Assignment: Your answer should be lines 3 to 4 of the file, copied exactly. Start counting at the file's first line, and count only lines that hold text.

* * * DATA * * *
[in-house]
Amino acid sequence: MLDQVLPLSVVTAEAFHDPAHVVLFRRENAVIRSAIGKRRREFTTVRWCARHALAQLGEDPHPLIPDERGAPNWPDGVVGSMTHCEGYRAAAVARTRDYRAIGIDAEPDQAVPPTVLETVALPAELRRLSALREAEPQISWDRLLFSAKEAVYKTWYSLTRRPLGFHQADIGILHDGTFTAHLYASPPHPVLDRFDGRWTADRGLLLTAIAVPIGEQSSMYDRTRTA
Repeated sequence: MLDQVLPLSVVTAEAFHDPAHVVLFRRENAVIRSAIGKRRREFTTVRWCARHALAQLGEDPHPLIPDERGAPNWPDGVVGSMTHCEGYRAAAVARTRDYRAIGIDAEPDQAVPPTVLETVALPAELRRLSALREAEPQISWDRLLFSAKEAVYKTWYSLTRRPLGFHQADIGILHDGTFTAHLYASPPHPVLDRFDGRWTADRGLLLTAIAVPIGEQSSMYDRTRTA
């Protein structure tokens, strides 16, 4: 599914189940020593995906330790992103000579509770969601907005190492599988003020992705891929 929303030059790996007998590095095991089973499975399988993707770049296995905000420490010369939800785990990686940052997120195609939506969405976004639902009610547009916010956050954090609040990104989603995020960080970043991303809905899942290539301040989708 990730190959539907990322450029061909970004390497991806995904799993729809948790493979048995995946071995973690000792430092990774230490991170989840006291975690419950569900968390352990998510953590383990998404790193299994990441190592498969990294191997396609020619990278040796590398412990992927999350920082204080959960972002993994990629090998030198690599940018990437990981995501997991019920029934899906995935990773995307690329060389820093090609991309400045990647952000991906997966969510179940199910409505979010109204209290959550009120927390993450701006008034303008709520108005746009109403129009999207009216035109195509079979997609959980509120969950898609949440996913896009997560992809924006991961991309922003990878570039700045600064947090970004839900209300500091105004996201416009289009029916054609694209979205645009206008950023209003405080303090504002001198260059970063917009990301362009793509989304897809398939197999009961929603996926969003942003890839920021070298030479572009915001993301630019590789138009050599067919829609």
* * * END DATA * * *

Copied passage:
Repeated sequence: MLDQVLPLSVVTAEAFHDPAHVVLFRRENAVIRSAIGKRRREFTTVRWCARHALAQLGEDPHPLIPDERGAPNWPDGVVGSMTHCEGYRAAAVARTRDYRAIGIDAEPDQAVPPTVLETVALPAELRRLSALREAEPQISWDRLLFSAKEAVYKTWYSLTRRPLGFHQADIGILHDGTFTAHLYASPPHPVLDRFDGRWTADRGLLLTAIAVPIGEQSSMYDRTRTA
């Protein structure tokens, strides 16, 4: 599914189940020593995906330790992103000579509770969601907005190492599988003020992705891929 929303030059790996007998590095095991089973499975399988993707770049296995905000420490010369939800785990990686940052997120195609939506969405976004639902009610547009916010956050954090609040990104989603995020960080970043991303809905899942290539301040989708 990730190959539907990322450029061909970004390497991806995904799993729809948790493979048995995946071995973690000792430092990774230490991170989840006291975690419950569900968390352990998510953590383990998404790193299994990441190592498969990294191997396609020619990278040796590398412990992927999350920082204080959960972002993994990629090998030198690599940018990437990981995501997991019920029934899906995935990773995307690329060389820093090609991309400045990647952000991906997966969510179940199910409505979010109204209290959550009120927390993450701006008034303008709520108005746009109403129009999207009216035109195509079979997609959980509120969950898609949440996913896009997560992809924006991961991309922003990878570039700045600064947090970004839900209300500091105004996201416009289009029916054609694209979205645009206008950023209003405080303090504002001198260059970063917009990301362009793509989304897809398939197999009961929603996926969003942003890839920021070298030479572009915001993301630019590789138009050599067919829609």